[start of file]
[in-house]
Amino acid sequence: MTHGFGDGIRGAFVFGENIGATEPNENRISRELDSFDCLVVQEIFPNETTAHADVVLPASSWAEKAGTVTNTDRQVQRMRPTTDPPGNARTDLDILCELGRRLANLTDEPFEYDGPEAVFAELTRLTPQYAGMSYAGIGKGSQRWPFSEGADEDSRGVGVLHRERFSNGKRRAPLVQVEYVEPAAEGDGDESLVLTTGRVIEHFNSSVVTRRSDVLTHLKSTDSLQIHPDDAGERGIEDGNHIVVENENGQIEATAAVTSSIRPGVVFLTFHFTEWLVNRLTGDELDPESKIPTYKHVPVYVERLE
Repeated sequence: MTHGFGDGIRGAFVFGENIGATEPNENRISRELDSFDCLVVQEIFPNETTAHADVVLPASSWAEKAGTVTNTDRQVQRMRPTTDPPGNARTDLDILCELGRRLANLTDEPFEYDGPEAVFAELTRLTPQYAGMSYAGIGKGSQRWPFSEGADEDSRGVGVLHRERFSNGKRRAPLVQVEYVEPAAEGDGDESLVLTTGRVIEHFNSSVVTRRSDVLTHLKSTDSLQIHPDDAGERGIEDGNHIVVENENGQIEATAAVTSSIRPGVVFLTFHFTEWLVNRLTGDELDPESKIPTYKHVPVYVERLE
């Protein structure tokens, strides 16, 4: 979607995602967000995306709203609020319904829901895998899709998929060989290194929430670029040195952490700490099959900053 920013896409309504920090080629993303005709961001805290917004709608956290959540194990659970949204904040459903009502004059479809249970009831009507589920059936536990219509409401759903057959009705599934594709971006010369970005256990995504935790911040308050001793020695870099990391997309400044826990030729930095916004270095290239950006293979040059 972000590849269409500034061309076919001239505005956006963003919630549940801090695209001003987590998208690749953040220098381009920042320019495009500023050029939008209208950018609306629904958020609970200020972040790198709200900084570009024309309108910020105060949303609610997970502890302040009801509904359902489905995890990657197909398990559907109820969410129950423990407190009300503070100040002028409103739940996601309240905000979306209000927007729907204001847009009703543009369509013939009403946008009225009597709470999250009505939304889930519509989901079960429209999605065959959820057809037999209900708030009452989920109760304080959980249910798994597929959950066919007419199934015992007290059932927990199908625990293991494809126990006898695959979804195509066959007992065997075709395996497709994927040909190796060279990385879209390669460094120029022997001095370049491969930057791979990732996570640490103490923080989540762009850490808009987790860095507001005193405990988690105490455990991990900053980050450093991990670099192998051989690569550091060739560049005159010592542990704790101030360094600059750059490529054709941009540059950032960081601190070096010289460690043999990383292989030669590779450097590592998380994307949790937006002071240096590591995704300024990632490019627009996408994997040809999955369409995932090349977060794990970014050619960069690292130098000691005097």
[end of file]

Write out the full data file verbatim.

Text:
[in-house]
Amino acid sequence: MTHGFGDGIRGAFVFGENIGATEPNENRISRELDSFDCLVVQEIFPNETTAHADVVLPASSWAEKAGTVTNTDRQVQRMRPTTDPPGNARTDLDILCELGRRLANLTDEPFEYDGPEAVFAELTRLTPQYAGMSYAGIGKGSQRWPFSEGADEDSRGVGVLHRERFSNGKRRAPLVQVEYVEPAAEGDGDESLVLTTGRVIEHFNSSVVTRRSDVLTHLKSTDSLQIHPDDAGERGIEDGNHIVVENENGQIEATAAVTSSIRPGVVFLTFHFTEWLVNRLTGDELDPESKIPTYKHVPVYVERLE
Repeated sequence: MTHGFGDGIRGAFVFGENIGATEPNENRISRELDSFDCLVVQEIFPNETTAHADVVLPASSWAEKAGTVTNTDRQVQRMRPTTDPPGNARTDLDILCELGRRLANLTDEPFEYDGPEAVFAELTRLTPQYAGMSYAGIGKGSQRWPFSEGADEDSRGVGVLHRERFSNGKRRAPLVQVEYVEPAAEGDGDESLVLTTGRVIEHFNSSVVTRRSDVLTHLKSTDSLQIHPDDAGERGIEDGNHIVVENENGQIEATAAVTSSIRPGVVFLTFHFTEWLVNRLTGDELDPESKIPTYKHVPVYVERLE
């Protein structure tokens, strides 16, 4: 979607995602967000995306709203609020319904829901895998899709998929060989290194929430670029040195952490700490099959900053 920013896409309504920090080629993303005709961001805290917004709608956290959540194990659970949204904040459903009502004059479809249970009831009507589920059936536990219509409401759903057959009705599934594709971006010369970005256990995504935790911040308050001793020695870099990391997309400044826990030729930095916004270095290239950006293979040059 972000590849269409500034061309076919001239505005956006963003919630549940801090695209001003987590998208690749953040220098381009920042320019495009500023050029939008209208950018609306629904958020609970200020972040790198709200900084570009024309309108910020105060949303609610997970502890302040009801509904359902489905995890990657197909398990559907109820969410129950423990407190009300503070100040002028409103739940996601309240905000979306209000927007729907204001847009009703543009369509013939009403946008009225009597709470999250009505939304889930519509989901079960429209999605065959959820057809037999209900708030009452989920109760304080959980249910798994597929959950066919007419199934015992007290059932927990199908625990293991494809126990006898695959979804195509066959007992065997075709395996497709994927040909190796060279990385879209390669460094120029022997001095370049491969930057791979990732996570640490103490923080989540762009850490808009987790860095507001005193405990988690105490455990991990900053980050450093991990670099192998051989690569550091060739560049005159010592542990704790101030360094600059750059490529054709941009540059950032960081601190070096010289460690043999990383292989030669590779450097590592998380994307949790937006002071240096590591995704300024990632490019627009996408994997040809999955369409995932090349977060794990970014050619960069690292130098000691005097």